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The memoir began as a compass to my father’s secret and disreputable criminal history. It pointed to a young girl whose survival was wedged between shameless love and immobilizing fear of her father.DAD IN WING TIPS

As Benjamin “Bugsy” Siegel’s best friend and business partner from 1937 until his death in 1947, Dad acclaimed Ben Siegel. “He was the best friend I ever had.”

Dad sat inches from Ben the night he was murdered. Why did he survive? He ducked!  After convincing Meyer Lansky and Frank Costello he would not accept  immunity from deportation, and five counts of   claiming false citizenship, the Mob honored and protected him.

Faced with an identity meltdown ten years after Dad died I implored his friends, associates, historians, the Freedom of Information & Privacy Act, the Immigration and Naturalization Services,  and the Archives of the Department of Justice, to build the branches of my family tree. Along this irreversible journey I suffered disgrace, rage, and Dad’s ghostly disapproval as I delved into the FBI files and discovered the family secrets. Most startling was not his gambling addiction, criminal activities, or imprisonment.  I learned my father’s attempt at reformation was thwarted by the FBI.  A  vendetta  by Hoover for not cooperating as an informant. I  expose what I’ve learned because I’ve made the family history mine.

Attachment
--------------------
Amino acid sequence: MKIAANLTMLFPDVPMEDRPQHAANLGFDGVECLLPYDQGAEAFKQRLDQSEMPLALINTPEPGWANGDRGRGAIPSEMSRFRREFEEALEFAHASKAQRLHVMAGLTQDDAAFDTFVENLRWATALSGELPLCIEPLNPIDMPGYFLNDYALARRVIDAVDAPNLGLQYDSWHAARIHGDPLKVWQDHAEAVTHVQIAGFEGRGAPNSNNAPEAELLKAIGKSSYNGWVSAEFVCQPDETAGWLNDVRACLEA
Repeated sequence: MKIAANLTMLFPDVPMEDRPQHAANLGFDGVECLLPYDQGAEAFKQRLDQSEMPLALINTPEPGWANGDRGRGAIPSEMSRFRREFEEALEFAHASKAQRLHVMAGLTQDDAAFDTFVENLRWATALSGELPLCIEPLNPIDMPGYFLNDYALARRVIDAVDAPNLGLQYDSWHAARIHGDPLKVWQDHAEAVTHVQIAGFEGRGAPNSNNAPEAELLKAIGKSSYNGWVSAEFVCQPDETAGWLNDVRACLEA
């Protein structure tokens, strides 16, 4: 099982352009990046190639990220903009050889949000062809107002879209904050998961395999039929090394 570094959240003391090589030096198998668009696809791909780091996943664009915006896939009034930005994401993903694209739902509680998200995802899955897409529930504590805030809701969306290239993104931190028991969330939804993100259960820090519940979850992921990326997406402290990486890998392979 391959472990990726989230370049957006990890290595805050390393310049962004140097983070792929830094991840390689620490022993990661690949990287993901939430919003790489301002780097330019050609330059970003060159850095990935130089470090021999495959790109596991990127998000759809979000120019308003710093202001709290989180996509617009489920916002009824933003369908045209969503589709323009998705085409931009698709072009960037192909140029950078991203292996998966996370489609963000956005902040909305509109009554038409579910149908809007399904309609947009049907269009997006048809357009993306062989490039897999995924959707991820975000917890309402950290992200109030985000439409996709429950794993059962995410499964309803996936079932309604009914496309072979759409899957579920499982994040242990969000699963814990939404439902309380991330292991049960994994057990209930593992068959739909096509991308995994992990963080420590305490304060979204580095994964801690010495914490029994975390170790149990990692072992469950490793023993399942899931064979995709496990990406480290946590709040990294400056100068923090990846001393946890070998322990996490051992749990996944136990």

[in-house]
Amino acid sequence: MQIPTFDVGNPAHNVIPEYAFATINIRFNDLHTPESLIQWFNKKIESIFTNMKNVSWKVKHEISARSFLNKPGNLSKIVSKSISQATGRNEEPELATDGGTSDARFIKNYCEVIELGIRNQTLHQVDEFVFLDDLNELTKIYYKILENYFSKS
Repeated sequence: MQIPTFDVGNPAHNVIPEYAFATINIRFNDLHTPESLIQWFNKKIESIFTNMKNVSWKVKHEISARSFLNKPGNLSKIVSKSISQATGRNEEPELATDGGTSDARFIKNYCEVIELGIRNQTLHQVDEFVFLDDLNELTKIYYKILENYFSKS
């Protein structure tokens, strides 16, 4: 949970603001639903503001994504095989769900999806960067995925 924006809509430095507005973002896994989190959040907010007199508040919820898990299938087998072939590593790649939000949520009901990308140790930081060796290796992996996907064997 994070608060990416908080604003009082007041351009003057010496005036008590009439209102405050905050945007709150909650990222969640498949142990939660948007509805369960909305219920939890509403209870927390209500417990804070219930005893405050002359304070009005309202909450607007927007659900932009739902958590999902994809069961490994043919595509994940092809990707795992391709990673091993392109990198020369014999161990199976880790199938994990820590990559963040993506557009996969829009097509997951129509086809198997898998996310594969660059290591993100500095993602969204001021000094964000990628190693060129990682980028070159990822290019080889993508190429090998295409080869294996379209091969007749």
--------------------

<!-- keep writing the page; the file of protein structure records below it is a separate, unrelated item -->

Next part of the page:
Incorporated within stories of discovery are government surveillance records, newspaper articles, court testimony, and criminal activities that defamed his reputation and our family. As the discoveries occur the reader is taken inside the transformation of my identity.  Once liberated from Dad’s paranormal disapproval of my investigation, the book was written.

This is a startling, yet inspirational look inside the struggle of a gangster’s daughter to understand her father’s allegiance to the Mob.


There was this one bookstore in Del Mar that I browsed every week.  The owner was a sweet New England woman. Her collection and arrangement likened to  going into a candy shop as a little girl.  Over stuffed chairs, benches and a roundtable for readings and workshops were not unused. People spent hours in her salon of literature. Right next door was the Pannikin Coffee House that catered to loyalists of aromatic coffee, pastries and slouching.  I ordered coffee, sat outside on the walkway and read the book I had just bought.  Almost every time I bought a book the cashier commented, ‘ I love that book, or that looks interesting. ‘

At that time I was working on one of the first drafts of my book.  I  browsed  every new display title, imagining someday my book would be sitting upright on a table. I remember the day I drew up enough courage to tell the owner about my book.  She raised her brows and smiled, ” Well, you’ll have to do a book signing when it’s published.”

After a year or two, she quit asking how my book was coming along, and I quit going into the bookshop.

Today twenty-three later, I am signing my book at La Posada Hotel.  This is why I am remembering those days in Del Mar, when the dream of completion seemed light years away. ‘You have to dream baby’ Carlitos Way.